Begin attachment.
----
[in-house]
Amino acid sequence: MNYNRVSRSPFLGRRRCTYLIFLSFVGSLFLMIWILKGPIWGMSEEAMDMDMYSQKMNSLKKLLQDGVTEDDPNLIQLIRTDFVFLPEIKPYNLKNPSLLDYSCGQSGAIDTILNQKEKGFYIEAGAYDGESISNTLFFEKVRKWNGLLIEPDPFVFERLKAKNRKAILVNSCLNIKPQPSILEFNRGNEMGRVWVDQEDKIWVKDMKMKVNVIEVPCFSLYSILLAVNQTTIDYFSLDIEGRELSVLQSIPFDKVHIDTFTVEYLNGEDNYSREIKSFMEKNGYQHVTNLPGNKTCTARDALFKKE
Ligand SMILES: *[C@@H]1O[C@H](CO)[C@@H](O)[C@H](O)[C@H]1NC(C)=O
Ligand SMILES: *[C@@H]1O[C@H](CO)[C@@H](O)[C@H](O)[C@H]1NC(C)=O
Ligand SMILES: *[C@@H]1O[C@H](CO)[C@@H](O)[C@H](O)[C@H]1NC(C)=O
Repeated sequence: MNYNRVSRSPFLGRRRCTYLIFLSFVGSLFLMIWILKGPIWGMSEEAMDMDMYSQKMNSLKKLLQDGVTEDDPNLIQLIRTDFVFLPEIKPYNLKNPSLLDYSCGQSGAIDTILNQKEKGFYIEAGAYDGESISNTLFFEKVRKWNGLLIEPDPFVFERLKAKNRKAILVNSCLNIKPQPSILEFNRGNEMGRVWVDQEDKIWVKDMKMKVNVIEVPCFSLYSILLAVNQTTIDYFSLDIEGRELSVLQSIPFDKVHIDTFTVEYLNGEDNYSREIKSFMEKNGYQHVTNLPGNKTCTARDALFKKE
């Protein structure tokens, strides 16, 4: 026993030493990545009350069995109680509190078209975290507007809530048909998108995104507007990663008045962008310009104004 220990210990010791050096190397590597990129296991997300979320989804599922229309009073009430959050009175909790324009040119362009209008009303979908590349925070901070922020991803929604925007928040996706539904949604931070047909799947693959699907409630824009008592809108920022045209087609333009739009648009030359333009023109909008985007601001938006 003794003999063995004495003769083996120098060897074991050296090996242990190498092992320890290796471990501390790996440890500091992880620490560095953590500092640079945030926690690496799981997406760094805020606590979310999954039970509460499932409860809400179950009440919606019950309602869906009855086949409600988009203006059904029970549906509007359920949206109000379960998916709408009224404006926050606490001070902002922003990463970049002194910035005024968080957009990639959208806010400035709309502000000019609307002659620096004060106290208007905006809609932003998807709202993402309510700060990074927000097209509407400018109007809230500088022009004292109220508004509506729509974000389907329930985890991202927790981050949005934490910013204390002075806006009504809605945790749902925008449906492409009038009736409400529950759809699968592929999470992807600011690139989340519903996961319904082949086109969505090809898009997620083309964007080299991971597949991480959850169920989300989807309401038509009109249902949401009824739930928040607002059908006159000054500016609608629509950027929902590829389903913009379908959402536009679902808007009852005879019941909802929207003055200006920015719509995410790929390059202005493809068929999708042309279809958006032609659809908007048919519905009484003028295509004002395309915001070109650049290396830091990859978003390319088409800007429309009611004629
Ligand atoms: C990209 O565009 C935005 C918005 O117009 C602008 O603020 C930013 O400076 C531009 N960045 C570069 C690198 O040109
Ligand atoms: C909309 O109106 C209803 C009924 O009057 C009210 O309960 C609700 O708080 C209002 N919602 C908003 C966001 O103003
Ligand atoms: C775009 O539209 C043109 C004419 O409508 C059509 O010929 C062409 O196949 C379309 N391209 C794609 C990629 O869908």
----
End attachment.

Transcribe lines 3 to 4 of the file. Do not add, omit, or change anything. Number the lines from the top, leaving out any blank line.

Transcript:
Ligand SMILES: *[C@@H]1O[C@H](CO)[C@@H](O)[C@H](O)[C@H]1NC(C)=O
Ligand SMILES: *[C@@H]1O[C@H](CO)[C@@H](O)[C@H](O)[C@H]1NC(C)=O